Bolivia - Salar De Uyuni

So we know it’s been a while since our last post from La Paz and that’s because we have been taking a break.  We decided to rent an apartment with a pool in Santa Cruz, Bolivia and relax and enjoy the sunshine while working on our online business.  Truthfully traveling can get a bit exhausting at times when you are continually moving around and on the go all the time so we decided to slow it right down unpack our backpacks for a few weeks and settle in.  We got accustomed to walking halfway across busy streets while playing “frogger” (aka dodging traffic everywhere we went), stopping at tiny pop-up “tiendas” (shops) on the corners of streets to purchase water or loafs of bread and having BBQ’s or asadas with our neighbors and landlords.  It was exactly what we needed before we started making our way towards Uyuni and then into Chile.

IMG_5981.JPG

Salar De Uyuni

Salar De Uyuni is the worlds largest salt flat and probably the biggest tourist attraction in Bolivia.  There are many ways (and many many tour companies) that offer different options to view the salt flats.  The most common are the 1 day tours and the 3 day tours that take you all the way to the Chilean Border to get you to San Pedro De Atacama, Chile.  Even though our next stop after Uyuni was Chile, we chose to do the 1 day tour with Brisa Tours because we found the 3 day tours to be a little long and drawn out.  It is a lot of driving in a 4x4 with the hopes that you get a good driver and a good vehicle while staying overnight in a somewhat less than desirable, not to mention freezing cold accommodation.  With Brisa Tours they took us to see everything we wanted all in 1 day.

We left at 10am with 4 other passengers and a driver all packed into our 4x4.  Our first stop was the train cemetery which truly was the spot where trains came to die.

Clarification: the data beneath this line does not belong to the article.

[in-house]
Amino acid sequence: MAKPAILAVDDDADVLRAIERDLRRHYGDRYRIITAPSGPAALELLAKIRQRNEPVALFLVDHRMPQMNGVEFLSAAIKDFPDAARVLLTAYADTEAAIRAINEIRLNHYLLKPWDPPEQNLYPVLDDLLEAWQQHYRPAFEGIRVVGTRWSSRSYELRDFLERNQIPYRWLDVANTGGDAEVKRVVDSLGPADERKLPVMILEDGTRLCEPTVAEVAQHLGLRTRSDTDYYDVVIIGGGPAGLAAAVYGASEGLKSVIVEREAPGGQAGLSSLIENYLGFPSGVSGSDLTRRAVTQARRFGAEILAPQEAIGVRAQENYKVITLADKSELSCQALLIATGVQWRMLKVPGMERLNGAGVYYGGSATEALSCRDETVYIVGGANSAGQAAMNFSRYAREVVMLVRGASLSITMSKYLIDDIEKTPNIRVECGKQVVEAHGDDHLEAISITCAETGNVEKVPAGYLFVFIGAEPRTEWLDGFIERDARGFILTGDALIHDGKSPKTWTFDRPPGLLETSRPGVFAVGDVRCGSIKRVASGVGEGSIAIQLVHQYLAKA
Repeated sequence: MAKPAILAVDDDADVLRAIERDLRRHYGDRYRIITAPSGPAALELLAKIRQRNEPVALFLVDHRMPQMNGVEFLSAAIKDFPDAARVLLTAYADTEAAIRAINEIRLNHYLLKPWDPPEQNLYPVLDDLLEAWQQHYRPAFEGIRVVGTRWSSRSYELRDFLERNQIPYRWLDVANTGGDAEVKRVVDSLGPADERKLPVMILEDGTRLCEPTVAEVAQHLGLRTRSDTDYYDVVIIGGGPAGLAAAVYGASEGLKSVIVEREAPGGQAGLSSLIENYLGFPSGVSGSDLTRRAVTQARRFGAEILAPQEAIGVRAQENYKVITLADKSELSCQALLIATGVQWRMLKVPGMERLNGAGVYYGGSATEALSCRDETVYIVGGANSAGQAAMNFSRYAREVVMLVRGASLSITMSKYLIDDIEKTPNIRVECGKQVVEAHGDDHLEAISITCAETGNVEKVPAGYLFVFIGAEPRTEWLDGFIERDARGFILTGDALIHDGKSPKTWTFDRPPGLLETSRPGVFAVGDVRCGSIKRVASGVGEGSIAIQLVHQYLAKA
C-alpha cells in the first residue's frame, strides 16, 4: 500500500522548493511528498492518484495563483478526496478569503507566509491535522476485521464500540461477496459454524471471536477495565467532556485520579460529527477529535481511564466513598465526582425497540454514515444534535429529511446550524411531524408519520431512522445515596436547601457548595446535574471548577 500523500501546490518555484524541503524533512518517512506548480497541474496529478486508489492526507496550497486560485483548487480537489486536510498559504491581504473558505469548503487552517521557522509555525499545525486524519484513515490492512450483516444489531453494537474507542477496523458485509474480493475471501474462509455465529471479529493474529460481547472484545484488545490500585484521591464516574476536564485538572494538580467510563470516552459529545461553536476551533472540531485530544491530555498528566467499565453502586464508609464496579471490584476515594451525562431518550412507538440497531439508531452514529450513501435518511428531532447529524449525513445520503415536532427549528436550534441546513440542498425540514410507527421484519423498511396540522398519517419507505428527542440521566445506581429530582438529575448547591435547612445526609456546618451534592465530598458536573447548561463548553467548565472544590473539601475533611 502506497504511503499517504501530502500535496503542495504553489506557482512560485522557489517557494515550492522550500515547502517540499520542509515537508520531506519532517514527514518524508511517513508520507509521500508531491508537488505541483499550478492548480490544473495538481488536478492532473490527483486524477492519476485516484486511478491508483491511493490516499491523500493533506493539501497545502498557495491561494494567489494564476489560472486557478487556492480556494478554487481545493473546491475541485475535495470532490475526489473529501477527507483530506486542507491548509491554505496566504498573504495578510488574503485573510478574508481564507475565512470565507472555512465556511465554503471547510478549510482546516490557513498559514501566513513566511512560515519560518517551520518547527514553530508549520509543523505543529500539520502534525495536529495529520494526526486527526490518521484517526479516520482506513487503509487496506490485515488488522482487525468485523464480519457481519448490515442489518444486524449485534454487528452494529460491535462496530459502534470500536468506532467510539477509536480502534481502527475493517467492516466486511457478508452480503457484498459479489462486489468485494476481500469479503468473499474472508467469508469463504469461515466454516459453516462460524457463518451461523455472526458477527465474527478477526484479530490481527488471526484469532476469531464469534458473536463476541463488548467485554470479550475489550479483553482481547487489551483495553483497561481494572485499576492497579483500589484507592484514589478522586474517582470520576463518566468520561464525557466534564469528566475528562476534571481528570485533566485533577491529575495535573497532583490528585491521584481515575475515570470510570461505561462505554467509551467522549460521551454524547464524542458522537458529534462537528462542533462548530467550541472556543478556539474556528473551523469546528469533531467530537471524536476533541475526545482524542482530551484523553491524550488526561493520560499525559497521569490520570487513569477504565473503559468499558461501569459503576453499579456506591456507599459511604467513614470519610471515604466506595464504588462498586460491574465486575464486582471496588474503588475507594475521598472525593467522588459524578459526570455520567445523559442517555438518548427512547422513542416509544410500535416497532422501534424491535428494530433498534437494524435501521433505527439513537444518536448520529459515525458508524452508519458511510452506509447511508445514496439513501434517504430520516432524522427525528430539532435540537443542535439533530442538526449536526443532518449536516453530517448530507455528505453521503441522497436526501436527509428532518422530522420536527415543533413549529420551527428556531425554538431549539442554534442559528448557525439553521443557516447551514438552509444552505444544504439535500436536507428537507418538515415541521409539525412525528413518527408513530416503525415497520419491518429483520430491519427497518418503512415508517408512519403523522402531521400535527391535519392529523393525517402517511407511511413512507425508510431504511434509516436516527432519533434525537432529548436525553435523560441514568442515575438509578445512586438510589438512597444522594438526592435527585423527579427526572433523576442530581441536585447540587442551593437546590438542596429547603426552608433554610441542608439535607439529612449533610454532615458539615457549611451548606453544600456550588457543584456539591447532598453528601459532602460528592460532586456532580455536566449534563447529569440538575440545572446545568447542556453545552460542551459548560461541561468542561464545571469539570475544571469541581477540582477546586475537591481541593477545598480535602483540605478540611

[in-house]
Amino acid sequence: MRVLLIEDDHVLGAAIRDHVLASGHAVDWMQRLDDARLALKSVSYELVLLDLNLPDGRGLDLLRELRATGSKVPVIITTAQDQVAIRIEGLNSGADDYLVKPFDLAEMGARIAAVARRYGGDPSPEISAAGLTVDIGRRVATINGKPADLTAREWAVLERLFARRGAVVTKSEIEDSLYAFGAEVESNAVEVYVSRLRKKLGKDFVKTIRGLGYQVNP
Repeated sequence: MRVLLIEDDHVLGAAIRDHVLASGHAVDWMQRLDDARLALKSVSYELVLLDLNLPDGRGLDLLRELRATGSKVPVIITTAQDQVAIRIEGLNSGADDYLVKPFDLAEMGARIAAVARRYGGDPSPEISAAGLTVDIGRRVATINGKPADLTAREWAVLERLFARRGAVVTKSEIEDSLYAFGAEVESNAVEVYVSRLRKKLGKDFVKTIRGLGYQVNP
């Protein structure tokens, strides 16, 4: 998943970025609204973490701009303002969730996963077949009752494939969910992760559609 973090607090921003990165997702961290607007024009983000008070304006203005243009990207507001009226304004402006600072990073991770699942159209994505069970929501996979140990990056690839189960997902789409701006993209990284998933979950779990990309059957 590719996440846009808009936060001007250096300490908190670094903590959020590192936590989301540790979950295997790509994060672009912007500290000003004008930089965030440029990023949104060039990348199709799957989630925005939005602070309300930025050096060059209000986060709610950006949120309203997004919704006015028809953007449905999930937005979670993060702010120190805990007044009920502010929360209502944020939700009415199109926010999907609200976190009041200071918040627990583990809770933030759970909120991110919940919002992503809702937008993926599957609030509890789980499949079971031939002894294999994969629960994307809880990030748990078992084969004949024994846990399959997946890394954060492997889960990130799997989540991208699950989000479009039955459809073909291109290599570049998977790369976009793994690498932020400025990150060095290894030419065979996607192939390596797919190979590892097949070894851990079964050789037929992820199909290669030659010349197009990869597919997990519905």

IMG_6171.JPG

After exploring around the old locomotives we took off for our second stop, Colchani, which was a small town which survives solely on the sale of arts and crafts to tourists.  Once everyone had purchased their knickknacks and props for the salt flats we took off for the main attraction- the miles and miles of crystal bright white salt.  From all that our eyes could see was a desert of white topped with clear blue skies.  The contrast of the two was stunning to admire. 

IMG_6291.JPG
IMG_6354.JPG

We spent a good amount of time playing with dinosaurs (see photos) and other props to take all the perspective photos we could dream up.  We had a great time goofing around taking these action shots and videos before we headed off to our final destination. 

The last stop, the one I was most looking forward to, was the area that was still covered in water.  Given that it was now dry season not every tour would take you to this area which is really unfortunate as it is truly incredible to see.  The water actually makes the surface become one large mirror, reflecting images of everything it sees. 

IMG_6222.JPG

And as if it couldn’t get better than that- the sun was setting as we were taking these shots which made for an absolutely incredible experience. 

IMG_6248.JPG
IMG_6262.JPG

Both Piet and I just took some time to really look around and take it all in because before you know it the sun goes down and the darkness (and cold) hits quickly.

IMG_6251.JPG

This was definitely one of our bucket list items for South America that we have happily crossed off with a big smile on our faces. :)